Four things you can recycle and four things you can’t

04 June 2020

As you may have heard, recycling programs in Australia are facing some steep obstacles these days. China and other countries have tightened restrictions for importing recycled waste, so Aussies have had to figure out how to expand our efforts domestically.

At the same time, figures released last year from the Australian Packaging Covenant Organisation revealed that only 32% of plastic packaging is recovered, and plastic that is sent to landfill continues to pollute the environment.

All of this is to say that smart recycling habits are some of the best ways you can practise sustainability in your everyday life.

With that in mind, we thought we’d lend a helping hand by sharing some information about several items that you might not know are recyclable.

In addition to those listed here, this page from Sustainability Victoria can help you answer some common recycling questions, no matter where you live, and it provides suggestions about what to do with troublesome items other than dispose of them. For instance, some products have specific recycling alternatives, or you could donate used goods to a secondhand store.

Still, it’s very important that you always verify recycling recommendations with your local council and associated services.

There are many items that can be recycled besides standard plastic bottles and aluminium cans.

1. Surprisingly recyclable item: Most bottle tops, depending on where you live

Have you ever tossed a glass or plastic bottle in the recycling bin while placing its cap on the rubbish pile? You might want to think twice about that. Depending on your council guidelines, you may be able to recycle metal and plastic bottle tops.

2. Surprisingly recyclable item: Wrapping paper

Exchanging gifts can be so exciting that it’s easy to lose track of wrapping paper as soon as it’s torn off, but don’t forget that it’s usually recyclable! Just remove adhesives and decorations that can’t be recycled, like flimsy plastic bows or ties. Purchase recycled wrapping paper if you can, or try wrapping presents in newsprint for an exceptionally sustainable gift.

3. Surprisingly recyclable item: Plastic toys

Check to make sure that old plastic toys, like simple construction blocks or teething rings, are made with the kinds of plastic that are accepted by your local services, but don’t send these to the landfill unless you have to! Make doubly sure to remove any batteries, too, since those will need to be recycled as e-waste.

4. Surprisingly recyclable item: E-waste, though not through kerbside pickup

Old batteries, broken mobile phones and out-of-date computers can all be recycled, but you’ll have to do a little bit of the legwork yourself. Find an e-waste drop-off point near you that accepts the kinds of items you need to recycle.

What happens if I try to recycle something that can’t be recycled?

Now that you know what can be recycled, being environmentally friendly means it’s equally important to keep in mind what can’t be. Nonrecyclable materials can potentially contaminate recyclables. When that happens, everything goes in the landfill together. In fact, high contamination rates are a core reason that other countries stopped accepting shipments from Australia.

Some contaminants can be downright hazardous for the health and well-being of workers in recycling centres, too.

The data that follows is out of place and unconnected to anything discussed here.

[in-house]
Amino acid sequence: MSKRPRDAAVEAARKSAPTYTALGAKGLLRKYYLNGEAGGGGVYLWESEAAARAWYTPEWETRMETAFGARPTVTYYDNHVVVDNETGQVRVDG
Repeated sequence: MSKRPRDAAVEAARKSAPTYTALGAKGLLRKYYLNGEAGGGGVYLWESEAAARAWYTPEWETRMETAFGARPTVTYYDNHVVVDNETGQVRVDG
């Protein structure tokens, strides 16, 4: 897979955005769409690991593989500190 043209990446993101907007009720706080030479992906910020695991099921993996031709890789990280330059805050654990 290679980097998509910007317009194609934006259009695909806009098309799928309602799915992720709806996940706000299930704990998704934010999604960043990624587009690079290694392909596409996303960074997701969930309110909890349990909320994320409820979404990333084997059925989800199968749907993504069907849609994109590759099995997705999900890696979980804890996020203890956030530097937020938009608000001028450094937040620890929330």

You’re likely already aware that food scraps should be left to the compost bin and that used tissues and nappies can’t be recycled, but some of the following entries may be more surprising.

If you can’t avoid using these items in the first place, make sure you simply throw them away.

pizza box
Geasy pizza boxes can spell problems for recycling organisations, so it’s tricky to determine whether they can be recycled or not. Check with the services in your area.

1. You can’t recycle this: Plastic bags

You likely know by now that lightweight plastic bags are a real environmental nuisance. Were you also aware that they can’t be recycled? Keep in mind that this includes bags used as liners, too. If you take your recyclables out to the kerbside bin in a plastic bag, there’s a good chance that the whole bag, and everything inside it, will end up in a landfill. Supermarkets like Woolworths and Coles have bins in all stores that accept soft plastics for recycling - they accept single-use plastic bags, bread bags, biscuit wraps and frozen food bags.

2. You can’t recycle this: Coffee cups

Paper and cardboard are recyclable, right? So why aren’t takeaway coffee cups? The fact is, disposable coffee cups are usually coated with plastic, which would contaminate other recycled materials when it’s broken down. Consider purchasing a reusable mug, or find out if there’s a drop-off location near you where you can recycle used coffee cups.

3. You can’t recycle this: Broken glass

This one might come as a surprise if you’re already used to recycling your glass bottles and jars, but broken glass - and for that matter, reusable glassware for cooking and serving food - should stay far away from your home recycling bin. Make sure you dispose of this debris safely. Put it in a box or wrap it in heavy paper.

4. You can’t recycle this: Pizza boxes, under most circumstances

This one definitely depends on where you live, but many places won’t accept whole pizza boxes, since they tend to absorb grease and food waste. Check with your local council. You may be able to recycle at least the food-free top of the box!

If you’re looking for more opportunities to make a positive impact on the world around you, think about how your super is invested. Learn more about LGS’ stance on responsible investing.

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